It would give to persons of the negro race, who were recognised as citizens in any one State of the Union, the right to enter every other State whenever they pleased, singly or in companies, without pass or passport, and without obstruction, to sojourn there as long as they pleased, to go where they pleased at every hour of the day or night without molestation, unless they committed some violation of law for which a white man would be punished; and it would give them the full liberty of speech in public and in private upon all subjects upon which its own citizens might speak; to hold public meetings upon political affairs, and to keep and carry arms wherever they went. And all of this would be done in the face of the subject race of the same color, both free and slaves, and inevitably producing discontent and insubordination among them, and endangering the peace and safety of the State.
But Stevens isn’t done yet. He then quotes former Chief Justice Warren Burger, the man responsible for such Constitutional abominations as Roe v. Wade and one of the most widely disrespected Chief Justices in modern judicial history:
During the years when Warren Burger was our chief justice, from 1969 to 1986, no judge, federal or state, as far as I am aware, expressed any doubt as to the limited coverage of that amendment. When organizations like the National Rifle Association disagreed with that position and began their campaign claiming that federal regulation of firearms curtailed Second Amendment rights, Chief Justice Burger publicly characterized the N.R.A. as perpetrating “one of the greatest pieces of fraud, I repeat the word fraud, on the American public by special interest groups that I have ever seen in my lifetime.” In 2008, the Supreme Court overturned Chief Justice Burger’s and others’ long-settled understanding of the Second Amendment’s limited reach by ruling, in District of Columbia v. Heller, that there was an individual right to bear arms. I was among the four dissenters.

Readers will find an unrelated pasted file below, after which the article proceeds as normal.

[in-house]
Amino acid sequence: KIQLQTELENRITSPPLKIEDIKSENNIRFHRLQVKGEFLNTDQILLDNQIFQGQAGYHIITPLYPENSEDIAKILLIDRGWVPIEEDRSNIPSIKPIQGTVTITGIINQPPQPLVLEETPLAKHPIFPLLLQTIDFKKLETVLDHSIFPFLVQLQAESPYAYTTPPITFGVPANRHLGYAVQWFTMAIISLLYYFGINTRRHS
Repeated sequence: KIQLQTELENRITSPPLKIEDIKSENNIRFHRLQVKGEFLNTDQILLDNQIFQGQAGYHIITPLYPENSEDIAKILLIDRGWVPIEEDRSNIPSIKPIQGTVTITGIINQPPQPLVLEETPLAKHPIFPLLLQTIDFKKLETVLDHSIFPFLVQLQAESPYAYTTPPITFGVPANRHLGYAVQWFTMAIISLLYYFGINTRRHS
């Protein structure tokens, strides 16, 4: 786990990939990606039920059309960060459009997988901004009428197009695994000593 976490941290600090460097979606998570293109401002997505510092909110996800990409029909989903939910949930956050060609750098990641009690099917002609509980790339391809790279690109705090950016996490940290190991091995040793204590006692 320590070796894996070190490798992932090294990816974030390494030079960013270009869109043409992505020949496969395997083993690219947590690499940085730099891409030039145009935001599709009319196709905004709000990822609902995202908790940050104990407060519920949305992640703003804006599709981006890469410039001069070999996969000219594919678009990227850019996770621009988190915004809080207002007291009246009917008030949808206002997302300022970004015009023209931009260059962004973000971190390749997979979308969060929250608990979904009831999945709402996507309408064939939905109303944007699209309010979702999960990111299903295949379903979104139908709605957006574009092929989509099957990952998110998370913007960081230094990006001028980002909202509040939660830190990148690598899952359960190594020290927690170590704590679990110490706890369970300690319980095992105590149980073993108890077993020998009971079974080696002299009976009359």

Correct, because he was dead wrong and ignorant on the issue.
That decision — which I remain convinced was wrong and certainly was debatable — has provided the N.R.A. with a propaganda weapon of immense power. Overturning that decision via a constitutional amendment to get rid of the Second Amendment would be simple and would do more to weaken the N.R.A.’s ability to stymie legislative debate and block constructive gun control legislation than any other available option. That simple but dramatic action would move Saturday’s marchers closer to their objective than any other possible reform. It would eliminate the only legal rule that protects sellers of firearms in the United States — unlike every other market in the world. It would make our schoolchildren safer than they have been since 2008 and honor the memories of the many, indeed far too many, victims of recent gun violence.
Okay, go for it. Seriously, Leftists. Go for it. Let’s see you try to get two-thirds of each house of Congress as well as three-quarters of states to repeal the Second Amendment. Make the case to 100 million gunowners that their ownership of weapons isn’t protected by the Second Amendment — and that they shouldn’t feel threatened by the government.
Good luck storming the castle!
Stevens was a disaster on the court. And he just proved why. Again.